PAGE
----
Lucia Stanton, the teenage protagonist of Jesse Ball’s sixth novel, How to Set a Fire and Why, is intellectually precocious, cynical and broadly uninterested in social niceties. Or, as the blurb regrettably phrases it, ‘a super-smart, funny girl’. Her father is dead and her mother has suffered a mental breakdown, lives in a care facility and bears no resemblance to her former self (in Lucia’s words: ‘dad = dead, mom in a lunatic house’). So our protagonist resides with her impoverished aunt – a ‘dyed-in-the-wool anarchist’ with ‘enough money to live pitifully’ – in a garage with a single bed, converted just to the point of being habitable. After stabbing a classmate with a pencil (‘I am sorry that I only grazed his neck ... I thought I could do better than that’), Lucia is forced to enrol in a new school, where she soon discovers its Arson Club. At once, she finds purpose in the promise of destruction.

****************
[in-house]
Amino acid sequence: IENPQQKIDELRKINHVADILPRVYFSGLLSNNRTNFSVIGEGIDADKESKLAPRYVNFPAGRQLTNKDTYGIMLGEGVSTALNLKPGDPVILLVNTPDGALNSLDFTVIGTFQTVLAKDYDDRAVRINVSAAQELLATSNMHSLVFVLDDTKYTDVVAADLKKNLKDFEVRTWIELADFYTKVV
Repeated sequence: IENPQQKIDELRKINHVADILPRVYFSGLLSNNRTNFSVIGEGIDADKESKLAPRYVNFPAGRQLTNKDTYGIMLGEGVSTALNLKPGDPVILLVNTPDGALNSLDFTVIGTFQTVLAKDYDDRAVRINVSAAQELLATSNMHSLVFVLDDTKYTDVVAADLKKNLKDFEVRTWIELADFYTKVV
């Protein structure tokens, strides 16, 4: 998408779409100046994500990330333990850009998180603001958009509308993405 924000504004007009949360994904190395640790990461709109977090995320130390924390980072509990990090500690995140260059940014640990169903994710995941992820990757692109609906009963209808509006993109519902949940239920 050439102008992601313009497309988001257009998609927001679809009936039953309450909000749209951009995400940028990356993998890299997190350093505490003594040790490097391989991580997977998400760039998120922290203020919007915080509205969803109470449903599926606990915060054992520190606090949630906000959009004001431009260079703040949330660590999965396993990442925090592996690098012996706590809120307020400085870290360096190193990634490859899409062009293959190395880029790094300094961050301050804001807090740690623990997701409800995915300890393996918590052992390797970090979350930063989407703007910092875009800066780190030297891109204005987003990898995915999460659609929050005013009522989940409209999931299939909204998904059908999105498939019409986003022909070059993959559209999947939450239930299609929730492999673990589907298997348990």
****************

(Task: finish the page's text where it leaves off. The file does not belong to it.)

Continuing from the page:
The text of the novel comes from Lucia’s notebook. This is her own account, her ‘Book of How Things Will Go’, and we are simply her ‘construction’ – a ‘fictional audience’. She recalls the past, predicts the future and meanders at times into side projects (lists, diagrams, photographs). After she